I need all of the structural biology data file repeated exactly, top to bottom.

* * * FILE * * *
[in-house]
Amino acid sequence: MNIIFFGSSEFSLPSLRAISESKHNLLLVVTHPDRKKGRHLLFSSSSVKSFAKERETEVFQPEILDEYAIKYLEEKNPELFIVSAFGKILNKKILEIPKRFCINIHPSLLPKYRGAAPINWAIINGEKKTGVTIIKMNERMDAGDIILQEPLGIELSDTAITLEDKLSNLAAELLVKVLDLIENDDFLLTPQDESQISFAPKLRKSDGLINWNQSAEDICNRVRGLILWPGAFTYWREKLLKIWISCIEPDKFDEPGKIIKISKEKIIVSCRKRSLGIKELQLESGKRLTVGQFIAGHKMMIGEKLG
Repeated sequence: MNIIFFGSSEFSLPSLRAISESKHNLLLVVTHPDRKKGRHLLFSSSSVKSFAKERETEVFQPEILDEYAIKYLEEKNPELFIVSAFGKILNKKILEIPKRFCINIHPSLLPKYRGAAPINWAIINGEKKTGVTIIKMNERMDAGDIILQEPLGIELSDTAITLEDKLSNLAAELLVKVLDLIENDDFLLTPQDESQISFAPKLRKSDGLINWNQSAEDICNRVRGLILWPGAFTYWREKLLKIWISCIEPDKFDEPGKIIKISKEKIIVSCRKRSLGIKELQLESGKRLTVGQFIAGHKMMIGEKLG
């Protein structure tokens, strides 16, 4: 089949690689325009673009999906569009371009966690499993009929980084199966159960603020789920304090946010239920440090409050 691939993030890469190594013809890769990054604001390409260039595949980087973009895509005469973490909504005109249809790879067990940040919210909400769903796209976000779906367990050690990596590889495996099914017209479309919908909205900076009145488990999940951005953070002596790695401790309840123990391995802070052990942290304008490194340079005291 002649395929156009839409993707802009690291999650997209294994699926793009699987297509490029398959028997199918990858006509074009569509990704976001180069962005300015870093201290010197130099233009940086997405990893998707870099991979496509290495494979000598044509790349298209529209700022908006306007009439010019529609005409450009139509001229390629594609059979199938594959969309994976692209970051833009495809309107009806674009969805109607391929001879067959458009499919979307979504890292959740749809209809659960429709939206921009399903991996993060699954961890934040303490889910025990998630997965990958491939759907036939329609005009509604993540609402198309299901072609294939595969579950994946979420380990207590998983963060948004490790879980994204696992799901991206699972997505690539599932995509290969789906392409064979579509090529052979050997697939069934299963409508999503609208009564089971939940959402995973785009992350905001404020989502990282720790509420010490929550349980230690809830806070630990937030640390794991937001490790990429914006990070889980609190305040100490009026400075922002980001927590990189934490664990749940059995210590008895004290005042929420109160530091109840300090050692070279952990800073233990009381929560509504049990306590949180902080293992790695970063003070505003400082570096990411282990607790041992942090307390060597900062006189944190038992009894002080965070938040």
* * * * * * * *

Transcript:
[in-house]
Amino acid sequence: MNIIFFGSSEFSLPSLRAISESKHNLLLVVTHPDRKKGRHLLFSSSSVKSFAKERETEVFQPEILDEYAIKYLEEKNPELFIVSAFGKILNKKILEIPKRFCINIHPSLLPKYRGAAPINWAIINGEKKTGVTIIKMNERMDAGDIILQEPLGIELSDTAITLEDKLSNLAAELLVKVLDLIENDDFLLTPQDESQISFAPKLRKSDGLINWNQSAEDICNRVRGLILWPGAFTYWREKLLKIWISCIEPDKFDEPGKIIKISKEKIIVSCRKRSLGIKELQLESGKRLTVGQFIAGHKMMIGEKLG
Repeated sequence: MNIIFFGSSEFSLPSLRAISESKHNLLLVVTHPDRKKGRHLLFSSSSVKSFAKERETEVFQPEILDEYAIKYLEEKNPELFIVSAFGKILNKKILEIPKRFCINIHPSLLPKYRGAAPINWAIINGEKKTGVTIIKMNERMDAGDIILQEPLGIELSDTAITLEDKLSNLAAELLVKVLDLIENDDFLLTPQDESQISFAPKLRKSDGLINWNQSAEDICNRVRGLILWPGAFTYWREKLLKIWISCIEPDKFDEPGKIIKISKEKIIVSCRKRSLGIKELQLESGKRLTVGQFIAGHKMMIGEKLG
């Protein structure tokens, strides 16, 4: 089949690689325009673009999906569009371009966690499993009929980084199966159960603020789920304090946010239920440090409050 691939993030890469190594013809890769990054604001390409260039595949980087973009895509005469973490909504005109249809790879067990940040919210909400769903796209976000779906367990050690990596590889495996099914017209479309919908909205900076009145488990999940951005953070002596790695401790309840123990391995802070052990942290304008490194340079005291 002649395929156009839409993707802009690291999650997209294994699926793009699987297509490029398959028997199918990858006509074009569509990704976001180069962005300015870093201290010197130099233009940086997405990893998707870099991979496509290495494979000598044509790349298209529209700022908006306007009439010019529609005409450009139509001229390629594609059979199938594959969309994976692209970051833009495809309107009806674009969805109607391929001879067959458009499919979307979504890292959740749809209809659960429709939206921009399903991996993060699954961890934040303490889910025990998630997965990958491939759907036939329609005009509604993540609402198309299901072609294939595969579950994946979420380990207590998983963060948004490790879980994204696992799901991206699972997505690539599932995509290969789906392409064979579509090529052979050997697939069934299963409508999503609208009564089971939940959402995973785009992350905001404020989502990282720790509420010490929550349980230690809830806070630990937030640390794991937001490790990429914006990070889980609190305040100490009026400075922002980001927590990189934490664990749940059995210590008895004290005042929420109160530091109840300090050692070279952990800073233990009381929560509504049990306590949180902080293992790695970063003070505003400082570096990411282990607790041992942090307390060597900062006189944190038992009894002080965070938040």